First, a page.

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Posted: Jul 31, 2014
Research finds numerous unknown jets from young stars and planetary nebulae
(Nanowerk News) For many years astronomers have known that young 'protostars' drive supersonic jets of gas from their north and south poles. However, this is the first time that so many of them have been detected at once.
The results come from a five year survey undertaken with the UK Infra-Red Telescope and are expected to prompt significant changes in the understanding of the planetary nebulae population in the Galaxy, as well as the properties of jets ejected from young forming stars.
The area shown here was part of the very first image taken for the UWISH2 survey. It shows on the top a region of massive star formation (called G35.2N) with two spectacular jets. On the bottom an intermediate mass young stellar cluster (Mercer14) can be seen. Several jets are visible in its vicinity, as well as a region of photo-ionized material surrounding a young massive star. (Image: University of Kent)
By examining images of excited hydrogen molecules at infrared wavelengths, scientists have been able to see through the gas and dust in the Milky Way in order to observe more distant targets. These targets are normally hidden from view and many of them have never been seen before.
The entire survey area covers approximately 1450 times the size of the full moon, or the equivalent of a 95 GigaPixel image. The survey reveals jets from protostars and planetary nebulae, as well as supernova remnants, the illuminated edges of vast clouds of gas and dust, and the warm regions that envelope massive stars and their associated clusters of smaller stars.
This is a text-book example of triggered star formation. There is the outline of a molecular cloud, which is illuminated by ionising radiation of massive stars situated off the bottom of the image. The radiation pressure has compressed the cloud and started the process of star formation. The forming stars can be identified by reflection nebulae surrounding them, or by their jets. Models of the process of triggered star formation predict an age gradient of the forming stars with younger objects further inside, away from the source of the ionising radiation. The object shown here is a prime example that confirms this scenario with reflection nebulae ranging in colours from blue, near the tip of the molecular cloud, to green and yellow further inside. The colour change towards red indicates the objects are further embedded in their parental cloud core and thus younger. The youngest object is completely invisible even at these infrared wavelengths, and can only by identified by the jet it is launching (top of image).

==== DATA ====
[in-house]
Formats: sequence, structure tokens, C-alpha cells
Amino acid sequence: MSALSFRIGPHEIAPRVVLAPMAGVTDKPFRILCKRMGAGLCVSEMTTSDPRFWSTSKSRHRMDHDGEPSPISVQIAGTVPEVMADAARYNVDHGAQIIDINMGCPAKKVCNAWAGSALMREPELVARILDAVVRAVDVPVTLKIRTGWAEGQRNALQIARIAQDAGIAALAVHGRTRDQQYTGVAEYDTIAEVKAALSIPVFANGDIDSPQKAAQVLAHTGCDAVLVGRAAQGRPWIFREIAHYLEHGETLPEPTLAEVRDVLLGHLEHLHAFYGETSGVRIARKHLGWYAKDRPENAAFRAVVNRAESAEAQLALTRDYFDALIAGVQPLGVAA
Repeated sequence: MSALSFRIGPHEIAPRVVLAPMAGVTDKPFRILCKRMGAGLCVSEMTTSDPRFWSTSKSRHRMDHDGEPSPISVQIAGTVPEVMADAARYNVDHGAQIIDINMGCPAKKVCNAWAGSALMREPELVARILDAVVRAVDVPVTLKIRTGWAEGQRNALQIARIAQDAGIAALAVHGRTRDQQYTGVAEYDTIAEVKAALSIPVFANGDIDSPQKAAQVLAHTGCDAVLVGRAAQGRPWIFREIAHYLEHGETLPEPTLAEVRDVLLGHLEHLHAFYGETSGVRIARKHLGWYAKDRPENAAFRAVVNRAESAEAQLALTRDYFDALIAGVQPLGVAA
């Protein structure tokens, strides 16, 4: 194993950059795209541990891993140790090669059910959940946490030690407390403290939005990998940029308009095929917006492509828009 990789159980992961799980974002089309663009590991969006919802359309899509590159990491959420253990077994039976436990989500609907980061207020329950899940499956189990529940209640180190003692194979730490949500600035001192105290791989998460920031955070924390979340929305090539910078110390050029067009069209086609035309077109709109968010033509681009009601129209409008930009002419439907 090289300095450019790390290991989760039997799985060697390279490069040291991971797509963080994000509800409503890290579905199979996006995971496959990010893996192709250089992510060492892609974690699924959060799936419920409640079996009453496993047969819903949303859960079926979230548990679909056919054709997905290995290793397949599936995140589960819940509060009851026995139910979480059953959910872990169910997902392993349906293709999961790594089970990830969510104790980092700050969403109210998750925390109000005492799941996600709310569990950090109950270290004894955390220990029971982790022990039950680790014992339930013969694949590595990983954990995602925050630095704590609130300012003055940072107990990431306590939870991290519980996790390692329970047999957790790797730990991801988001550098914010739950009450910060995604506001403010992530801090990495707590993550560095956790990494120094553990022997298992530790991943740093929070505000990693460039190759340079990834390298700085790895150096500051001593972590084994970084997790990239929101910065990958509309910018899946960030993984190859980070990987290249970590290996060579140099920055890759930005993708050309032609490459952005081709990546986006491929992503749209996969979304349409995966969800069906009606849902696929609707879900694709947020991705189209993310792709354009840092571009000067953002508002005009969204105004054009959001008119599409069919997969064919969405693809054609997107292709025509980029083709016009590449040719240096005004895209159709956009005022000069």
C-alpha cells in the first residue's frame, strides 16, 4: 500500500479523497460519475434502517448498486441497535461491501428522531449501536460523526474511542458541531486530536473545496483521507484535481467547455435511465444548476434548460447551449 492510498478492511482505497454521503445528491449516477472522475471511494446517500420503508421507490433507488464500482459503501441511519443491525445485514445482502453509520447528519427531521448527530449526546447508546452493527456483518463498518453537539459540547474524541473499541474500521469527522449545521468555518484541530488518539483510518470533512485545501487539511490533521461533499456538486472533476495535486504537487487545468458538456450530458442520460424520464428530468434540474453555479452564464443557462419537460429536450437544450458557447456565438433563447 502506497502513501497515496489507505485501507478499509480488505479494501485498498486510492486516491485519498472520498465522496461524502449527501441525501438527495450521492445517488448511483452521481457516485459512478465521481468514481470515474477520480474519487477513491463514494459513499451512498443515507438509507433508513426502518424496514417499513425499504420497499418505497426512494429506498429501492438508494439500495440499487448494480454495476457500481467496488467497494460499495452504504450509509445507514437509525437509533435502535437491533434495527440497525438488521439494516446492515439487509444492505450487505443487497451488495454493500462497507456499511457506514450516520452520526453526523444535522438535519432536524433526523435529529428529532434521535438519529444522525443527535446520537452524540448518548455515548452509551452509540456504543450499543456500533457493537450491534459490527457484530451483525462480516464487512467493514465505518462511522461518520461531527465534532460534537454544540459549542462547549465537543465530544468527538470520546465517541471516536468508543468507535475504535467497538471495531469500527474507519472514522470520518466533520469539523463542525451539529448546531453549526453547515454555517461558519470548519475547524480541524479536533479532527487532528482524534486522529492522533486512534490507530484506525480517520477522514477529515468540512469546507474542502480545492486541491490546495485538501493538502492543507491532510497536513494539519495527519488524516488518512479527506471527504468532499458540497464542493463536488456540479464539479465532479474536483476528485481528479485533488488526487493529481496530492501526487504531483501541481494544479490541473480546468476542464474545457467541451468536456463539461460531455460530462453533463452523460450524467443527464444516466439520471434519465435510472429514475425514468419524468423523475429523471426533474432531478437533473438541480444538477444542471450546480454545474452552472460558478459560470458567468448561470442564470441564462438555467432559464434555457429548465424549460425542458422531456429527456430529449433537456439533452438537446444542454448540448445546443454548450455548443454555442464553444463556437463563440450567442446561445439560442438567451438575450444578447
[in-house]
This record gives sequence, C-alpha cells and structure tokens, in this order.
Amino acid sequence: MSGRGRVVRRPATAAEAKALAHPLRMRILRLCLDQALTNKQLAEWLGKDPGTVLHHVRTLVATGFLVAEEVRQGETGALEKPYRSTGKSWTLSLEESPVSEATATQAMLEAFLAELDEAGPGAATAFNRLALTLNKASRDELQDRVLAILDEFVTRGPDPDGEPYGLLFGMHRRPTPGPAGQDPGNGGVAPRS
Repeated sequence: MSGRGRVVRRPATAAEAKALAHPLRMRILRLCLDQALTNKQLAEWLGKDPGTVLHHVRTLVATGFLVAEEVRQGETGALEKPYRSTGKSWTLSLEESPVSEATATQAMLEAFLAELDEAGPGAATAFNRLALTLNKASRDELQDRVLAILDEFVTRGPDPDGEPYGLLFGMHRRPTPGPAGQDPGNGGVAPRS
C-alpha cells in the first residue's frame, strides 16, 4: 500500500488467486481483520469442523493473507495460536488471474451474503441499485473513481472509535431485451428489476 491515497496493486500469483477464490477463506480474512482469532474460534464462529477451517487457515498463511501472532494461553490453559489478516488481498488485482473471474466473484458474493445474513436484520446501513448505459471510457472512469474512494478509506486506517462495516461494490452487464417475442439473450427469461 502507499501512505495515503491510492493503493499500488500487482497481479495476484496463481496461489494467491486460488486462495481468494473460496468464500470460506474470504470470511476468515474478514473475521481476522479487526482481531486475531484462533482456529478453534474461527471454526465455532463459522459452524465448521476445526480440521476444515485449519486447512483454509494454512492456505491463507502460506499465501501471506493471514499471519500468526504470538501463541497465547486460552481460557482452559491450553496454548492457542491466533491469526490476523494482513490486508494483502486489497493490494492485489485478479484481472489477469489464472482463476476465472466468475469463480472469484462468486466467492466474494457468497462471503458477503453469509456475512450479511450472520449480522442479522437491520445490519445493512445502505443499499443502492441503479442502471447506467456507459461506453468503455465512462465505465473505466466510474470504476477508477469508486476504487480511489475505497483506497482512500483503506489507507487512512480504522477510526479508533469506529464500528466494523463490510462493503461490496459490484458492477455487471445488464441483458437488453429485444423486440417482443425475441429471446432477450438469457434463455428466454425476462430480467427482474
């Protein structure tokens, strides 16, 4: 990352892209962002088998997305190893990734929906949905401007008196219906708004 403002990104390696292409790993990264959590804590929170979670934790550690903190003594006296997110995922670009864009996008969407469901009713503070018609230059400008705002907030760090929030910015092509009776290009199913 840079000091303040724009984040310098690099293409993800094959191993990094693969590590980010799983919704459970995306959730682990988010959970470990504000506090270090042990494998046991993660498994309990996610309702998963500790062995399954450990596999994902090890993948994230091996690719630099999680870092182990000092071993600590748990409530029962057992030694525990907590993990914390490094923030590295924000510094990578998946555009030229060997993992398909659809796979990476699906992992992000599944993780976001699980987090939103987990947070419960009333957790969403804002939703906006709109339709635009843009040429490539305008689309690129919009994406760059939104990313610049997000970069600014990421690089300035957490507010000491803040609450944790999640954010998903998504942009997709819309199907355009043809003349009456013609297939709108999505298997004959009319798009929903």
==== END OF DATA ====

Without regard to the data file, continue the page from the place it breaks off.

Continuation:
Based on current estimates using these data, the project expects to identify about 1000 unique jets from young stars - at least 90% of these are new discoveries – as well as 300 planetary nebulae, with almost half of them unknown.
Dr Dirk Froebrich of the University's Centre for Planetary Science said: 'These discoveries are very exciting. We will ultimately have much better statistics, meaning we will be able to investigate the physical mechanisms that determine the jet lengths, as well as their power. This will bring us much closer to answering some of the fundamental questions of star formation: How are these jets launched and how much energy, mass and momentum do they feed back into the surrounding interstellar medium.'
This image shows a field that contains a newly discovered photogenic planetary nebulae. Internally dubbed by the research team as the 'Jelly-Fish PN' it shows an almost circular ring of emission from molecular hydrogen with a variety of structure in the ring itself and inside. The central ionising source responsible for the radiation is a white dwarf, which is too faint at the near infrared wavelengths to be visible in the image.
To mark the 5th anniversary of the start of the observations of the survey on 27 August, the project has released a number of images taken with the UK Infra-Red Telescope, based in Hawaii and used for the research.